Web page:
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The Fair Labor Standards Act (FLSA) provides that it is unlawful "to discharge or in any other manner discriminate against any employee because such employee has filed any complaint ... under or related to this Act." 29 U.S.C. § 215(a)(3). The question before the U.S. Supreme Court today in Kasten v. Saint-Gobain Performance Plastics Corp., 570 F.3d 834 (7th Cir.), reh’g denied, 585 F.3d 310 (7th Cir. 2009), cert. granted, 130 S.Ct. 1890 (2010), was whether “filed any complaint” includes making an internal oral complaint.
Kevin Kasten worked at a Saint-Gobain manufacturing plant in Wisconsin. He was issued three warnings for failing to properly clock in and out, and was suspended and then terminated in connection with a fourth incident. He claimed that at the time of his warnings and suspension, he told his supervisors and a Human Resources Generalist that the location of the time clocks was illegal because it prevented employees from being paid for time spent donning and doffing their required protective gear, and suggested to one supervisor that he might file a lawsuit. Following his termination, he sued Saint-Gobain, claiming that his employment was terminated in retaliation for his complaints in violation of the FLSA.
The Western District of Wisconsin dismissed the case, holding that unwritten oral complaints are not protected activity under the FLSA’s anti-retaliation provision. The Seventh Circuit Court of Appeals affirmed. The Seventh Circuit first held that “the plain language of the statute indicates that internal, intra-company complaints are protected,” based on the use of the word “any” before “complaint,” joining the majority of Circuit Courts that have considered the issue. 570 F.3d at 838.1 However, the court then reasoned that the use of the term “filed” implies a writing and held that unwritten oral internal complaints are not protected activity under the FLSA. 570 F.3d at 839. The court rejected the argument made by Kasten and the Secretary of Labor in an amicus brief that “filed” should be interpreted as “to submit.” Id. The court also reasoned that when Congress wants to protect retaliation more broadly, it knows how to do so, for example in Title VII, which prohibits retaliation because one has “opposed any practice.” 570 F.3d at 840. The court thus affirmed the dismissal of the Complaint.
The Supreme Court granted review to address the Circuit split on the interpretation of “filed any complaint.” At oral argument today the Court did not allow much in the way of argument, peppering the attorneys with hypotheticals, and hinting at several possible outcomes:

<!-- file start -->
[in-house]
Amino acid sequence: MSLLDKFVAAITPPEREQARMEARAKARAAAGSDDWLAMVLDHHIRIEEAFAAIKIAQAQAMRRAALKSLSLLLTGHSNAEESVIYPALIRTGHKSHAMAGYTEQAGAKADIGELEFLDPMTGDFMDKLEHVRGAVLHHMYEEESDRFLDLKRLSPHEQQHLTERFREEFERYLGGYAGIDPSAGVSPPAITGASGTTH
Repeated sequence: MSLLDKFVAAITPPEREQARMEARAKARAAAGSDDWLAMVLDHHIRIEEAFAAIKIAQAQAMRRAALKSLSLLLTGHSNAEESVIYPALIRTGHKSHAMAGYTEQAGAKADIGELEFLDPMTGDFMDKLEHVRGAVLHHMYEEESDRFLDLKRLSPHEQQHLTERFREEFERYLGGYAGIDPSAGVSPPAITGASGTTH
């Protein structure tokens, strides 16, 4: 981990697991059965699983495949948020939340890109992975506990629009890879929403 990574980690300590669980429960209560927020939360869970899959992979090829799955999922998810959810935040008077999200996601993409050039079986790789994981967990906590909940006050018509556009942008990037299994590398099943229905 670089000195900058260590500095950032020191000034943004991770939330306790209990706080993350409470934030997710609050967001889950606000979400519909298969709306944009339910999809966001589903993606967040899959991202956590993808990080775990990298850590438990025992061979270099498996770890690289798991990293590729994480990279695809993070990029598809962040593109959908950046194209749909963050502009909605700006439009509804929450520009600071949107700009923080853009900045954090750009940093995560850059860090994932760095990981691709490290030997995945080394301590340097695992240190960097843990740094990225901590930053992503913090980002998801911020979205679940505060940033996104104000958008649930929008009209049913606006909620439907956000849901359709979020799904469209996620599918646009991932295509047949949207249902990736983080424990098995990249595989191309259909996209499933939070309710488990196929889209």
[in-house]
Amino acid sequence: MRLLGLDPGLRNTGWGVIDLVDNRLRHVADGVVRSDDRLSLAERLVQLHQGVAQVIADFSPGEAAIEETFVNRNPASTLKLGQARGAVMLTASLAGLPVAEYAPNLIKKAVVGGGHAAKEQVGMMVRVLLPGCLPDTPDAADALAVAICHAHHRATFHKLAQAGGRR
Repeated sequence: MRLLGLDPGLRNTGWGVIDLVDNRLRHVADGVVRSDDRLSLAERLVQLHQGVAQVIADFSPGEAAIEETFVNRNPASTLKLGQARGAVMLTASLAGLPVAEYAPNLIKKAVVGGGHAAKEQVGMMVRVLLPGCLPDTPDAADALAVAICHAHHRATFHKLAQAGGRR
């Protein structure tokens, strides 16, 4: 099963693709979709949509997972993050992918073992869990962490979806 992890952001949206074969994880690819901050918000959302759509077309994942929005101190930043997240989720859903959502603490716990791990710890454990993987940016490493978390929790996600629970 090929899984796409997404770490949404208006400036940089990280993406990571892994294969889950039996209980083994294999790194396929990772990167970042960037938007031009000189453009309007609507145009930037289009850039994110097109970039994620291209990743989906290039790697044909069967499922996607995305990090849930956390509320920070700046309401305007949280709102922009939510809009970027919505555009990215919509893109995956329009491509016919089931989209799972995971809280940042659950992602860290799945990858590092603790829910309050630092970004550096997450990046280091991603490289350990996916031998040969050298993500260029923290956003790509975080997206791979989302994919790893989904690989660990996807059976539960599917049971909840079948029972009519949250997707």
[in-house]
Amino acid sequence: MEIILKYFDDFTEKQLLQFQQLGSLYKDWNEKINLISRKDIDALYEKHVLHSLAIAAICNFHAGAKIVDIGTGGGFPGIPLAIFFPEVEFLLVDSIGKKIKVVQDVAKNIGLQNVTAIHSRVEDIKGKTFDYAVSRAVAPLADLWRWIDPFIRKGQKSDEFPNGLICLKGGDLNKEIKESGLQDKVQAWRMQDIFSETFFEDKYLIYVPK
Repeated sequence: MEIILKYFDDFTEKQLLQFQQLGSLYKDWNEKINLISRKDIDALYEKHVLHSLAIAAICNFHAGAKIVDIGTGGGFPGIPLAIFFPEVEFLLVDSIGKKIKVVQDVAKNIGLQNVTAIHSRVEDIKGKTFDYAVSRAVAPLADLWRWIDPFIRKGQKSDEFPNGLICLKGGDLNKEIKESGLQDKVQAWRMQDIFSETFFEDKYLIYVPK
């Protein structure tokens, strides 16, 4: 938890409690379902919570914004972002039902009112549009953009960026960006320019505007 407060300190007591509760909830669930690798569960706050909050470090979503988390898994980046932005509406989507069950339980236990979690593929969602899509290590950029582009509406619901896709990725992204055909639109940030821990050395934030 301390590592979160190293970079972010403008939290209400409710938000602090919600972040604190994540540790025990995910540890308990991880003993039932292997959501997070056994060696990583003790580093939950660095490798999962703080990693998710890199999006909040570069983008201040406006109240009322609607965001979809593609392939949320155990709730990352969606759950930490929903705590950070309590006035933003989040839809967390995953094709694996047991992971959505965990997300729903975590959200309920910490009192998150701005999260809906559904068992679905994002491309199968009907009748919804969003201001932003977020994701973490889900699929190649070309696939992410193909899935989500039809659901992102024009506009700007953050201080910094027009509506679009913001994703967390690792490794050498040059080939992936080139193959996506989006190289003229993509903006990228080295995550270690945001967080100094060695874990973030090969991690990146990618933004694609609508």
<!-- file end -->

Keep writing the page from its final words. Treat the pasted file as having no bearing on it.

- Several Justices raised the possibility that the Court could hold that internal complaints are not protected at all, siding with the minority of Circuit Courts on that issue.
- If internal complaints can constitute protected activity, Justice Ginsburg credited the argument that every other time the word “file” is used in the FLSA, it refers to a writing and allowing oral internal complaints would deviate from the standard meaning of the term in the statute at issue. This would be a reason to affirm the Seventh Circuit’s decision, holding that only written internal complaints are protected.
- If internal oral complaints can constitute protected activity, the Justices asked the parties to identify a standard to qualify an oral complaint as protected activity. They used the example of an oral complaint to a supervisor at a cocktail party and seemed uncomfortable with the possibility that this could be protected activity. Justices Alito and Sotomayor probed whether “filed any complaint” may incorporate whatever complaint procedures the company has. Alternatively, Justice Breyer focused on the extent of the formality of the complaint, expressing a concern that a tap on the shoulder raising a complaint could go unnoticed by a supervisor. In response, an objective standard was proposed: “whether a reasonable person would have understood the employee to have submitted a complaint.”
In sum, it appears that if the Court allows internal oral complaints to qualify as protected activity, it is likely to impose a standard that ensures that employers have sufficient notice of the complaint. Stay tuned!
This entry was written by Martha Keon.
1But see Ball v. Memphis Bar-B-Q, Co., Inc., 28 F.3d 360, 364 (4th Cir. 2000) (the FLSA’s “statutory language clearly places limits on the range of retaliation proscribed by the act.”); Lambert v. Genesee Hosp., 10 F.3d 46, 55 (2d Cir. 1993) (The plain language of this provision limits the cause of action to retaliation for filing formal complaints, instituting a proceeding, or testifying, but does not encompass complaints made to a supervisor”).